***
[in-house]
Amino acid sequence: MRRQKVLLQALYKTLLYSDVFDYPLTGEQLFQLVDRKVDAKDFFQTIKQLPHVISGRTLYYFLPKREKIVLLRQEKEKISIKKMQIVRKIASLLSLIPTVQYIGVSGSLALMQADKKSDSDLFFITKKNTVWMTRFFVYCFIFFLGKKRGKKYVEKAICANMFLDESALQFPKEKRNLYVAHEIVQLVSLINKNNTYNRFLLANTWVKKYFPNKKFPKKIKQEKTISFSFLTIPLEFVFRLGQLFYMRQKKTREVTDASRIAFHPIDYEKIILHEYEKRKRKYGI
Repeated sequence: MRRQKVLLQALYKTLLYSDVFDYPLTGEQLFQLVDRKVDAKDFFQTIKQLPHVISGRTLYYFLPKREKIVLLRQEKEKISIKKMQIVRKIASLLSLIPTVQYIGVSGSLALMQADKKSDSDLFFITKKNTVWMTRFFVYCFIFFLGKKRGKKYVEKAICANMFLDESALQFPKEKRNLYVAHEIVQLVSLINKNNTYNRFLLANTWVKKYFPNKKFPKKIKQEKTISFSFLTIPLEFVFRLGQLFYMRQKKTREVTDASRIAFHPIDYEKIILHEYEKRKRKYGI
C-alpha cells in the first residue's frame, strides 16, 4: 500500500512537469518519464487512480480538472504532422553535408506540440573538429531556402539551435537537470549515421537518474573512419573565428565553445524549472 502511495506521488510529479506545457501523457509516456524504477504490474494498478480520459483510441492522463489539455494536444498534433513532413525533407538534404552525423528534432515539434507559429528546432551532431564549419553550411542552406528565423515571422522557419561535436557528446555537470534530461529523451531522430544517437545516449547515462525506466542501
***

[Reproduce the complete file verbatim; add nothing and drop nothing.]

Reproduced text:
[in-house]
Amino acid sequence: MRRQKVLLQALYKTLLYSDVFDYPLTGEQLFQLVDRKVDAKDFFQTIKQLPHVISGRTLYYFLPKREKIVLLRQEKEKISIKKMQIVRKIASLLSLIPTVQYIGVSGSLALMQADKKSDSDLFFITKKNTVWMTRFFVYCFIFFLGKKRGKKYVEKAICANMFLDESALQFPKEKRNLYVAHEIVQLVSLINKNNTYNRFLLANTWVKKYFPNKKFPKKIKQEKTISFSFLTIPLEFVFRLGQLFYMRQKKTREVTDASRIAFHPIDYEKIILHEYEKRKRKYGI
Repeated sequence: MRRQKVLLQALYKTLLYSDVFDYPLTGEQLFQLVDRKVDAKDFFQTIKQLPHVISGRTLYYFLPKREKIVLLRQEKEKISIKKMQIVRKIASLLSLIPTVQYIGVSGSLALMQADKKSDSDLFFITKKNTVWMTRFFVYCFIFFLGKKRGKKYVEKAICANMFLDESALQFPKEKRNLYVAHEIVQLVSLINKNNTYNRFLLANTWVKKYFPNKKFPKKIKQEKTISFSFLTIPLEFVFRLGQLFYMRQKKTREVTDASRIAFHPIDYEKIILHEYEKRKRKYGI
C-alpha cells in the first residue's frame, strides 16, 4: 500500500512537469518519464487512480480538472504532422553535408506540440573538429531556402539551435537537470549515421537518474573512419573565428565553445524549472 502511495506521488510529479506545457501523457509516456524504477504490474494498478480520459483510441492522463489539455494536444498534433513532413525533407538534404552525423528534432515539434507559429528546432551532431564549419553550411542552406528565423515571422522557419561535436557528446555537470534530461529523451531522430544517437545516449547515462525506466542501